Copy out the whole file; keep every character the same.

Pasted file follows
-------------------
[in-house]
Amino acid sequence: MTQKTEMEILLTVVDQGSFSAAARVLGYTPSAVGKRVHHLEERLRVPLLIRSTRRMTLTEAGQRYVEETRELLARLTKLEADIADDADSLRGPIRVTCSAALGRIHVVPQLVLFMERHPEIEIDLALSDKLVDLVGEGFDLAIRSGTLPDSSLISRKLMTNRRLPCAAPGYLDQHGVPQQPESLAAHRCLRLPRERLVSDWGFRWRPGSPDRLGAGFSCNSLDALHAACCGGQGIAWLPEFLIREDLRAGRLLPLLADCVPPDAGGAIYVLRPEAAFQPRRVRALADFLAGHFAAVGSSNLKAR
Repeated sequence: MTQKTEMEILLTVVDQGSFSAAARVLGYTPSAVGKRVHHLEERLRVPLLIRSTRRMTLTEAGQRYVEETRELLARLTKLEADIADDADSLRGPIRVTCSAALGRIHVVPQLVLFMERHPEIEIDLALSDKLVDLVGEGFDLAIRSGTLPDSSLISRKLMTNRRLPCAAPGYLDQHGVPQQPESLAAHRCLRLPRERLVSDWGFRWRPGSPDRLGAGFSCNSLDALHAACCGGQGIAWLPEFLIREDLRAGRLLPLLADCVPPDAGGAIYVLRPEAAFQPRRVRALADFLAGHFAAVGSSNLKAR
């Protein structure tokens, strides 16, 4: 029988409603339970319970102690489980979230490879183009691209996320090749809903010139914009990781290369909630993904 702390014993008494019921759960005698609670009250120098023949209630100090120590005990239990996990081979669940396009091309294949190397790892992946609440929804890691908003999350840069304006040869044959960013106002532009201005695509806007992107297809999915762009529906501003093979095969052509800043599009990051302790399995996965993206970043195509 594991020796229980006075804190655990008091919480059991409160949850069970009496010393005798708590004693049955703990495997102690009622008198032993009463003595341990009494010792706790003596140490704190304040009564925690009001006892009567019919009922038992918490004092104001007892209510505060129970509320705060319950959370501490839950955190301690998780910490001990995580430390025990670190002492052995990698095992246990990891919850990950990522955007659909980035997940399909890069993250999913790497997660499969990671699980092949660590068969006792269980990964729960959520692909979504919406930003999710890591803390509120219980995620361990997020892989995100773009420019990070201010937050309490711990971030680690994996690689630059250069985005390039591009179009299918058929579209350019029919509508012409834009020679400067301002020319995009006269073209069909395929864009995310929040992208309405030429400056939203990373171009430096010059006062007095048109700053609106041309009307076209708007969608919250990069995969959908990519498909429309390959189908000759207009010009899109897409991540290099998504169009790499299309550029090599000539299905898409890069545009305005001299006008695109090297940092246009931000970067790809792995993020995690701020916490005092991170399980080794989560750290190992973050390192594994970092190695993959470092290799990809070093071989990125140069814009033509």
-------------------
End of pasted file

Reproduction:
[in-house]
Amino acid sequence: MTQKTEMEILLTVVDQGSFSAAARVLGYTPSAVGKRVHHLEERLRVPLLIRSTRRMTLTEAGQRYVEETRELLARLTKLEADIADDADSLRGPIRVTCSAALGRIHVVPQLVLFMERHPEIEIDLALSDKLVDLVGEGFDLAIRSGTLPDSSLISRKLMTNRRLPCAAPGYLDQHGVPQQPESLAAHRCLRLPRERLVSDWGFRWRPGSPDRLGAGFSCNSLDALHAACCGGQGIAWLPEFLIREDLRAGRLLPLLADCVPPDAGGAIYVLRPEAAFQPRRVRALADFLAGHFAAVGSSNLKAR
Repeated sequence: MTQKTEMEILLTVVDQGSFSAAARVLGYTPSAVGKRVHHLEERLRVPLLIRSTRRMTLTEAGQRYVEETRELLARLTKLEADIADDADSLRGPIRVTCSAALGRIHVVPQLVLFMERHPEIEIDLALSDKLVDLVGEGFDLAIRSGTLPDSSLISRKLMTNRRLPCAAPGYLDQHGVPQQPESLAAHRCLRLPRERLVSDWGFRWRPGSPDRLGAGFSCNSLDALHAACCGGQGIAWLPEFLIREDLRAGRLLPLLADCVPPDAGGAIYVLRPEAAFQPRRVRALADFLAGHFAAVGSSNLKAR
């Protein structure tokens, strides 16, 4: 029988409603339970319970102690489980979230490879183009691209996320090749809903010139914009990781290369909630993904 702390014993008494019921759960005698609670009250120098023949209630100090120590005990239990996990081979669940396009091309294949190397790892992946609440929804890691908003999350840069304006040869044959960013106002532009201005695509806007992107297809999915762009529906501003093979095969052509800043599009990051302790399995996965993206970043195509 594991020796229980006075804190655990008091919480059991409160949850069970009496010393005798708590004693049955703990495997102690009622008198032993009463003595341990009494010792706790003596140490704190304040009564925690009001006892009567019919009922038992918490004092104001007892209510505060129970509320705060319950959370501490839950955190301690998780910490001990995580430390025990670190002492052995990698095992246990990891919850990950990522955007659909980035997940399909890069993250999913790497997660499969990671699980092949660590068969006792269980990964729960959520692909979504919406930003999710890591803390509120219980995620361990997020892989995100773009420019990070201010937050309490711990971030680690994996690689630059250069985005390039591009179009299918058929579209350019029919509508012409834009020679400067301002020319995009006269073209069909395929864009995310929040992208309405030429400056939203990373171009430096010059006062007095048109700053609106041309009307076209708007969608919250990069995969959908990519498909429309390959189908000759207009010009899109897409991540290099998504169009790499299309550029090599000539299905898409890069545009305005001299006008695109090297940092246009931000970067790809792995993020995690701020916490005092991170399980080794989560750290190992973050390192594994970092190695993959470092290799990809070093071989990125140069814009033509």